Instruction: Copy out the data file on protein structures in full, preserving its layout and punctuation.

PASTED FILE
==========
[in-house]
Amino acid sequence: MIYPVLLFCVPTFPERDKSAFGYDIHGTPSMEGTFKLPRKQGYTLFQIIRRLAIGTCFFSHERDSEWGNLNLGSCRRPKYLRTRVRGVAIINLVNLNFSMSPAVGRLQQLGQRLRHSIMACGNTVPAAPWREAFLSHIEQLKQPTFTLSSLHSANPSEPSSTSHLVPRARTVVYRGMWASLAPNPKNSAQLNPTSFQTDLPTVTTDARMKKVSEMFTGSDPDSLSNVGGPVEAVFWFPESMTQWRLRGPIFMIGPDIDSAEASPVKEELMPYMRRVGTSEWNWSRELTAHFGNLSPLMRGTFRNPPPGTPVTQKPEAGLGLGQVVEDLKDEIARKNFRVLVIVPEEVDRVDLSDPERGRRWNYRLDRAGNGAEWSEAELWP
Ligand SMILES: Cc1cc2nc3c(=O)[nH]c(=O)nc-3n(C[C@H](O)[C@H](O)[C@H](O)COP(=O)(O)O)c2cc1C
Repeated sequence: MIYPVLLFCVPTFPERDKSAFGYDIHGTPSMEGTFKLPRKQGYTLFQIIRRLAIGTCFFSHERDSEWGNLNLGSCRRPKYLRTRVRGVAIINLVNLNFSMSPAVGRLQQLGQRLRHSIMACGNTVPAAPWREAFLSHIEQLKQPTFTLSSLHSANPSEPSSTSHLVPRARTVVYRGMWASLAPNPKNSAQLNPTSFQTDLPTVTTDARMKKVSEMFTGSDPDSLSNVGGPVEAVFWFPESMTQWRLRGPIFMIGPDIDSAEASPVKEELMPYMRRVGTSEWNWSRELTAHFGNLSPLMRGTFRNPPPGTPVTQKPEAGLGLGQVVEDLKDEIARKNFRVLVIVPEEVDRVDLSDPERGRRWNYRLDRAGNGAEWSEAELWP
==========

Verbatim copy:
[in-house]
Amino acid sequence: MIYPVLLFCVPTFPERDKSAFGYDIHGTPSMEGTFKLPRKQGYTLFQIIRRLAIGTCFFSHERDSEWGNLNLGSCRRPKYLRTRVRGVAIINLVNLNFSMSPAVGRLQQLGQRLRHSIMACGNTVPAAPWREAFLSHIEQLKQPTFTLSSLHSANPSEPSSTSHLVPRARTVVYRGMWASLAPNPKNSAQLNPTSFQTDLPTVTTDARMKKVSEMFTGSDPDSLSNVGGPVEAVFWFPESMTQWRLRGPIFMIGPDIDSAEASPVKEELMPYMRRVGTSEWNWSRELTAHFGNLSPLMRGTFRNPPPGTPVTQKPEAGLGLGQVVEDLKDEIARKNFRVLVIVPEEVDRVDLSDPERGRRWNYRLDRAGNGAEWSEAELWP
Ligand SMILES: Cc1cc2nc3c(=O)[nH]c(=O)nc-3n(C[C@H](O)[C@H](O)[C@H](O)COP(=O)(O)O)c2cc1C
Repeated sequence: MIYPVLLFCVPTFPERDKSAFGYDIHGTPSMEGTFKLPRKQGYTLFQIIRRLAIGTCFFSHERDSEWGNLNLGSCRRPKYLRTRVRGVAIINLVNLNFSMSPAVGRLQQLGQRLRHSIMACGNTVPAAPWREAFLSHIEQLKQPTFTLSSLHSANPSEPSSTSHLVPRARTVVYRGMWASLAPNPKNSAQLNPTSFQTDLPTVTTDARMKKVSEMFTGSDPDSLSNVGGPVEAVFWFPESMTQWRLRGPIFMIGPDIDSAEASPVKEELMPYMRRVGTSEWNWSRELTAHFGNLSPLMRGTFRNPPPGTPVTQKPEAGLGLGQVVEDLKDEIARKNFRVLVIVPEEVDRVDLSDPERGRRWNYRLDRAGNGAEWSEAELWP